We were delighted to have Gene Lichtman host our January Quality Leaders Forum on “Taking control of your Tech Stack” for emerging Life Science companies.
Here are four key takeaways:
Think broadly and cast a wide net
To build an accurate representation of your enterprise technology and information assets, think broadly. Engage the whole organization to identify stakeholders. Challenge participants to think beyond their own departmental needs. Capture all systems, data and processes, whether on premise or hosted, automated or manual. Be sure to note important attributes like underperforming systems, sensitive data with regulatory requirements, systems and processes lacking control and opportunities to improve or integrate. Capture key triggering events in the coming year that represent inflection points in systems, data and business processes. Share the resulting enterprise architecture with all stakeholders to facilitate a sense of teamwork, cooperation and shared ownership.
Automate business processes but not departmental responsibilities (hint: they are not the same)The enterprise itself is dynamic and evolving, comprised of different layers including:
- Business Requirements and Process
These are related but independent. They each shrink, grow, transform at different rates and are triggered by different events, opportunities, needs or constraints. An example - as IT professionals, we often get our marching orders from leaders, looking to automate their departments responsibilities. John Zachman, who originated the Zachman Framework, explains that we should automate the business process and not the organizational responsibilities. As enterprises mature, departments and their responsibilities evolve. Applying this perspective, insulates your automation from organizational changes.
Think of your IT coworkers as ‘business partners’ rather than technicians (if you don’t already).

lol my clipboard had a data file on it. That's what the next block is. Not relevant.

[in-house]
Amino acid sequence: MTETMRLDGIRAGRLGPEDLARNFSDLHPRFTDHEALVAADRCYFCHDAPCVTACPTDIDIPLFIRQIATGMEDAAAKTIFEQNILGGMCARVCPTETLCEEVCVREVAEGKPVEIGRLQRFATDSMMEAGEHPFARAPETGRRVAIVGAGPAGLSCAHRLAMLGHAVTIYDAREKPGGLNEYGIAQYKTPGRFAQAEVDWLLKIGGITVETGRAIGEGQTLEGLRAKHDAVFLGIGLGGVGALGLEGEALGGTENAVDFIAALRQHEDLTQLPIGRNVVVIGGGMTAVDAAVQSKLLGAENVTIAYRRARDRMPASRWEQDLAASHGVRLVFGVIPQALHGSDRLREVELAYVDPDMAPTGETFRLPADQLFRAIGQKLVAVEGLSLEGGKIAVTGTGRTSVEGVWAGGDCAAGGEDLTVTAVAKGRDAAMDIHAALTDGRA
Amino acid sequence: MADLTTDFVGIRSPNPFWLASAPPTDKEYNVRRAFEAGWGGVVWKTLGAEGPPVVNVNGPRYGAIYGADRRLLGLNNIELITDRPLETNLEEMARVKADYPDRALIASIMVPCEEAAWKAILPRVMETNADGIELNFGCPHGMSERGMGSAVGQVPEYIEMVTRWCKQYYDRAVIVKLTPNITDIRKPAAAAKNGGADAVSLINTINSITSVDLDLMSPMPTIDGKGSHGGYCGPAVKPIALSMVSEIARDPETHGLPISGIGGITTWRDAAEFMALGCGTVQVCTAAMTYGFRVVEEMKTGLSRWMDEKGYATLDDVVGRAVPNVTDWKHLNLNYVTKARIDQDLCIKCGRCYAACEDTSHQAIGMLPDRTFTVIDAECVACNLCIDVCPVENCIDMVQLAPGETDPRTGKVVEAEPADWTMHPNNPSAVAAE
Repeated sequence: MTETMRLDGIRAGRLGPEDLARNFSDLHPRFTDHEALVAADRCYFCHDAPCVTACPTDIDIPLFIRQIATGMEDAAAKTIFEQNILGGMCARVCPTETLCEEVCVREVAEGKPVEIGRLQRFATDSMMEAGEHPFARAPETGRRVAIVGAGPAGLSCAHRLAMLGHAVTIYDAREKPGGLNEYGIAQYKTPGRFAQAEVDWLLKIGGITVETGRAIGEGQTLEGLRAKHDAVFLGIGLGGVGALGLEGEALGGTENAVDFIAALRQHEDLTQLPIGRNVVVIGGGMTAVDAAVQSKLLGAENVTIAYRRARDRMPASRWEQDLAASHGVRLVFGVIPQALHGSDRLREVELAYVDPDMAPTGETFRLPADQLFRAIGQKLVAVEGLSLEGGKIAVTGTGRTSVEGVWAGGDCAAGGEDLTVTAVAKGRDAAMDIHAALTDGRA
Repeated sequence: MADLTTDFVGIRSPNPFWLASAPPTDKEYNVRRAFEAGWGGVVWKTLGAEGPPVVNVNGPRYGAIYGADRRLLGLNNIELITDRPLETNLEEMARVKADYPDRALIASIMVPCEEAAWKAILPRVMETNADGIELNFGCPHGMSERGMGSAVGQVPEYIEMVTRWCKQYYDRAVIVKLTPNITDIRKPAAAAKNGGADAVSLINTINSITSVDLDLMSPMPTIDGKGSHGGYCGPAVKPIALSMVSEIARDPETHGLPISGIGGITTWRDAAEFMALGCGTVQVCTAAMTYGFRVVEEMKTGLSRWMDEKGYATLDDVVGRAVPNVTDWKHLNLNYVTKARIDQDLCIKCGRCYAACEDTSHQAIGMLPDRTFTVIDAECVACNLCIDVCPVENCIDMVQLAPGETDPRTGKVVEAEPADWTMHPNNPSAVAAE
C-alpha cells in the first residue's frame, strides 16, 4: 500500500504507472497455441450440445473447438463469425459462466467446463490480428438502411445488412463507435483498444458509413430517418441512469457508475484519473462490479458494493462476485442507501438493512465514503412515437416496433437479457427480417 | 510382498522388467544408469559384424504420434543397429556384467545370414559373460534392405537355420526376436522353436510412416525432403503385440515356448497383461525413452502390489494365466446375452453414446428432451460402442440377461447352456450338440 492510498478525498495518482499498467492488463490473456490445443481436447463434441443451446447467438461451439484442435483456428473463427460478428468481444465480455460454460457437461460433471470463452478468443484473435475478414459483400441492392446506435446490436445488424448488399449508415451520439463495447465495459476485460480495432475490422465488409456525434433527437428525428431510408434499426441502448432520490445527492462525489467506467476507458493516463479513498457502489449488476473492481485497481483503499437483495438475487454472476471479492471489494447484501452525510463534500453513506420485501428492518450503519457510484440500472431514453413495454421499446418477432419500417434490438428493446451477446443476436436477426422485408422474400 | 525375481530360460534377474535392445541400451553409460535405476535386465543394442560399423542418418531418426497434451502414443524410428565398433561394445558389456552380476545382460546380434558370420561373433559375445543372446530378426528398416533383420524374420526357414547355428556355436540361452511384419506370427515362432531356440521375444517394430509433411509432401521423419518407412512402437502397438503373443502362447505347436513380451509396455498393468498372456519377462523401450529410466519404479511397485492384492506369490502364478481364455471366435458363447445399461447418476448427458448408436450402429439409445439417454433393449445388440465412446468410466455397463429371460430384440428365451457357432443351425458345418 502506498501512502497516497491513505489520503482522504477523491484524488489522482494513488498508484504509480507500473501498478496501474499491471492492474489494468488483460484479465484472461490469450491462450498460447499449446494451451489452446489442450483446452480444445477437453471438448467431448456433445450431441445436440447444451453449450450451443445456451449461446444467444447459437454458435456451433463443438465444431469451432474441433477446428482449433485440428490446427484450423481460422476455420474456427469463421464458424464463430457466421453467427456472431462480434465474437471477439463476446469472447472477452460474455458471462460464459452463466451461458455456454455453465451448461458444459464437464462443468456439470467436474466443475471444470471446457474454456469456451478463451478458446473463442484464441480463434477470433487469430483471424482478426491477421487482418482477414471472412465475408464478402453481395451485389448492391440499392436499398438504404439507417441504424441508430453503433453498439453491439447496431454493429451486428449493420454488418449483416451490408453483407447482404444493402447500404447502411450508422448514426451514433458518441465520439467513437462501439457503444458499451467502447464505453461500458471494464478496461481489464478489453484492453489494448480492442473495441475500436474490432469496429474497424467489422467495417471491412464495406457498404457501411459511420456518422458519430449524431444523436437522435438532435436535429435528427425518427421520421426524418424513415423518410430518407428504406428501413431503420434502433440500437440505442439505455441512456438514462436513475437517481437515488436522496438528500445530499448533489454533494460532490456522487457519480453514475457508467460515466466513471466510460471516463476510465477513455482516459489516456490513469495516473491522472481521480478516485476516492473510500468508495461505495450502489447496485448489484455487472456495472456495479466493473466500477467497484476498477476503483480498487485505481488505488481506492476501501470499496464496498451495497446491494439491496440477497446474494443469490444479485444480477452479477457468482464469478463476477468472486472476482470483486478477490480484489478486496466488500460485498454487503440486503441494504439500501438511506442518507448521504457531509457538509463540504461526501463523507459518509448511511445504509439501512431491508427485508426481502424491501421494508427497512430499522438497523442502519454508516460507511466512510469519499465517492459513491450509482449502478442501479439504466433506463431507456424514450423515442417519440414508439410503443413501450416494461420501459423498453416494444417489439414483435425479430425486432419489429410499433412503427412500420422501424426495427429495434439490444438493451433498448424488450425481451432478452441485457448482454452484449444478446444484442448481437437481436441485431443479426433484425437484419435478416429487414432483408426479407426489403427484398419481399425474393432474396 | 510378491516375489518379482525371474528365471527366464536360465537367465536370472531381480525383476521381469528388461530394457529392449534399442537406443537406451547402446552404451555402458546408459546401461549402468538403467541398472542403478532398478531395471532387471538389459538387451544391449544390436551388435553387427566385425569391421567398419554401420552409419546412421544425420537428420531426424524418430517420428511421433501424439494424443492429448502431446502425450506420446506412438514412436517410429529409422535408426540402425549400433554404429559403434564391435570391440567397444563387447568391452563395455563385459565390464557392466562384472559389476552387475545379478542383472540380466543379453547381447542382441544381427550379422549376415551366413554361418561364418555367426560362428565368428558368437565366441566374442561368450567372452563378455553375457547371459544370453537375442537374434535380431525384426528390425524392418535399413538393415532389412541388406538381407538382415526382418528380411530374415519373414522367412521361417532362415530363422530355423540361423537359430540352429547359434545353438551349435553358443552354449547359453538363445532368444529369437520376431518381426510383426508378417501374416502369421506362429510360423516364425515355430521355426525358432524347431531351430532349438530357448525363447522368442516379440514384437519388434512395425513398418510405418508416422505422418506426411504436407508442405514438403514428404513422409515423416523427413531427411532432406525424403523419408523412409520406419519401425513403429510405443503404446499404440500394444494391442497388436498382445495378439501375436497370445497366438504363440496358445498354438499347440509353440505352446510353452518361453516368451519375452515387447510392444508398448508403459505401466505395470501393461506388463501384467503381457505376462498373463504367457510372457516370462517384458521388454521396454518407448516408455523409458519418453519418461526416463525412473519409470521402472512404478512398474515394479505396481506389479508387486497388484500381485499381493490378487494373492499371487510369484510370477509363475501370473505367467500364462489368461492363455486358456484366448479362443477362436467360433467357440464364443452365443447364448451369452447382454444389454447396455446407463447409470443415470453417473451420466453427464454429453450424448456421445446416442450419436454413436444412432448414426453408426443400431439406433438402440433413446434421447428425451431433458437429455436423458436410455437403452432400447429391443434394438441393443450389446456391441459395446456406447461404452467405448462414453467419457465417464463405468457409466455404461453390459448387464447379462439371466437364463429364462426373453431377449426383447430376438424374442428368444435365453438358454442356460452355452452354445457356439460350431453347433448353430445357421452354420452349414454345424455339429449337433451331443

As technology leaves the onsite premises and moves to the cloud our responsibilities and skill set must evolve. We’ve entered a world where implementation and operation of technology is a shared responsibility, often with the technical tasks left with the service provider. This presents IT groups with the opportunity to evolve from technicians to business partners.It remains our responsibility to ensure:
- Solutions deliver business value
- Key Performance Indicators and ability to respond quickly to changing needs
- Service, support and availability expectations are met
- Service Level Agreements
- Compliance with relevant regulatory requirements are met
- Supplier management and vendor qualification activities
- Opportunities for integrations and reuse of solutions are identified
Strategically leverage emerging technologies in a regulated space
As an industry, we aim to find effective and safe therapeutics and get them to market cheaper and faster. Hosted technology solutions can be up and running in days, sometimes with bug fixes and new features added on a daily, weekly or monthly basis.
The promise of artificial intelligence seems to finally have come to fruition with real products employing natural language processing and machine learning.
How do we leverage these capabilities within a compliance framework and set of practices that were developed decades ago? Much of computer system validation is about carefully tracing system functions to business requirements and ensuring consistent results. At its core, validation is about meticulous documentation, testing and demonstrating repeatability. How do we balance this with the rapid and agile practices of SAAS providers and the self training algorithms of machine learning?
We are challenged with modernizing compliance practices to enable us to leverage these emerging capabilities in a way that preserves patient safety. We need to work together, industry, regulators, academics and thought leaders to make this happen.
Read Gene Lichtman's primer "IT is on autopilot, and it's time to take the wheel."